Wednesday, May 25, 2016

Morning Thoughts: Jokes?

Whatever happened to blond jokes?   I know that they are politically incorrect and perpetuate the myth that blonds are dumb.  But so many of the blond jokes are honestly just funny, and as a blond I never had trouble with people treating me as stupid.  Though, if I'm being truly honest, I did have men assume I couldn't play pool.  I had a friend named Kathy who was a natural brunette; we would sometimes go to the Yucatan Liquor Stand and scam a free pool table from unsuspecting guys.  Hmmmm...

Anyway, my favorite blond joke?  What do you call a blond who dyes her hair brunette?

Artificial intelligence.

Tuesday, May 24, 2016

Morning Thoughts

Have you ever dreamed about flying or meeting a dragon or running to the mall, only to have the plot of the dream take a turn towards finding an open bathroom?  You run around and see toilets everywhere, but they are either currently being used or out in the open or in a tiny cube?  Then you wake up and realize that  you actually need to go pee, and your body's been trying to interrupt your dream?

Yeah, that's the kind of morning I'm having.

Saturday, May 21, 2016


I've had strange dreams this week.
I wake up feeling sticky inside and out.
It's as though everything is offset by just a touch.
I feel guilty and horrible and slightly sick to my stomach.
I find my mind cluttered with moments in time where I screwed up.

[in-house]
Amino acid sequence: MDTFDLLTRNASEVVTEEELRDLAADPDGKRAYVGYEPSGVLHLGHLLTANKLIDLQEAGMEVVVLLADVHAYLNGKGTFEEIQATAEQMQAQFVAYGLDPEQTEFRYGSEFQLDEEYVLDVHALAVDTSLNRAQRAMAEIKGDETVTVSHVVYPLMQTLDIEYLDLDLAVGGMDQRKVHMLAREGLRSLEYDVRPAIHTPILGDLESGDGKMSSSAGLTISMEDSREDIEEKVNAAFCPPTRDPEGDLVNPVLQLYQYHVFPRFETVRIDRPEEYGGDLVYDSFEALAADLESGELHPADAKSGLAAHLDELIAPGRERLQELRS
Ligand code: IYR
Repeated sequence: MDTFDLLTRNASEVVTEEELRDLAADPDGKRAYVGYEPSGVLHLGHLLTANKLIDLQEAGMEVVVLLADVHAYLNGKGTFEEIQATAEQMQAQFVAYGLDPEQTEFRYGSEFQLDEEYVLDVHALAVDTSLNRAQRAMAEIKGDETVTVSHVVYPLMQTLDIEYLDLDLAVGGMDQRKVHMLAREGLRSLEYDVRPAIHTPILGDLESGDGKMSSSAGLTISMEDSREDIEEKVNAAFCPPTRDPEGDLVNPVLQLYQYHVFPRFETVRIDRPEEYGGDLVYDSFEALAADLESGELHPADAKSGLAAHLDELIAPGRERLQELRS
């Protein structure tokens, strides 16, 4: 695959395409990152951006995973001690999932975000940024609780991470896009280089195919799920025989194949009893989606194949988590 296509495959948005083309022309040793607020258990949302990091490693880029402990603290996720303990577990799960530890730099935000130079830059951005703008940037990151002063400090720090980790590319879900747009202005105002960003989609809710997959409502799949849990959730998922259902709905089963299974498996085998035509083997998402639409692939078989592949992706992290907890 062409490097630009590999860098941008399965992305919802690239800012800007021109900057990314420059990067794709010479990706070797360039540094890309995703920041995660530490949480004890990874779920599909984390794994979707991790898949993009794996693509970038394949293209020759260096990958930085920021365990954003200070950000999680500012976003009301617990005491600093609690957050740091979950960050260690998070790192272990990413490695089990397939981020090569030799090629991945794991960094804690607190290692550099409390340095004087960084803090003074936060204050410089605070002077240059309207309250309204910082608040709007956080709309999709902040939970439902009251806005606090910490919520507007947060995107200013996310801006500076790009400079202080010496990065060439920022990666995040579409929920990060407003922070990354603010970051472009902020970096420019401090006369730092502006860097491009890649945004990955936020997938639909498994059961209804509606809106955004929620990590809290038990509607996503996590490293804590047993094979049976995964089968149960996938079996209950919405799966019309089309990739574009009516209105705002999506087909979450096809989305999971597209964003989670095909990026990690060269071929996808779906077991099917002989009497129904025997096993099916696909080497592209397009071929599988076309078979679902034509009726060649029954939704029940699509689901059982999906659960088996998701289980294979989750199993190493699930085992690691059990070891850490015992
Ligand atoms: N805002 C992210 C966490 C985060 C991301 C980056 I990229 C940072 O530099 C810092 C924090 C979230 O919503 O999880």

Times that I want to do again.
Does life have do-overs?
I need a do-over or two.
I try to forgive myself.
I tell myself, "Kathryn, let it go.  Forgive yourself, because you cannot change it now."
I know that I learned my lesson.
For each time I remember, I know what I would do know.
I know how to avoid the situation or at least to react.
But the guilt remains.
I sometimes feel time slip through my fingers, through my hands.
Like sand or water or opportunities not taken.
My head refuses to stop thinking,
but it also refuses to focus.
Fuzzy dreams, fuzzy thoughts, cloud my head
until I have trouble seeing the world around me.
Reality fades on me sometimes.
I feel like a jack of all trades at life.
I can fake it with the best, but I never really live.
I can't connect to people.
Especially those that I love.
How do I get off this merry-go-round?

Thursday, May 19, 2016

Women Get Harassed In Public Restrooms

Earlier this week, I watched a video where Aimee Tom discusses a situation where some strange woman yelled at her for being in the women's restroom.  Why?  No one knows with complete certainty, but it's probably because the woman mistook Aimee for a transgender man.  Aimee brings up a multitude of good points, so I suggest you watch the video and then continue reading.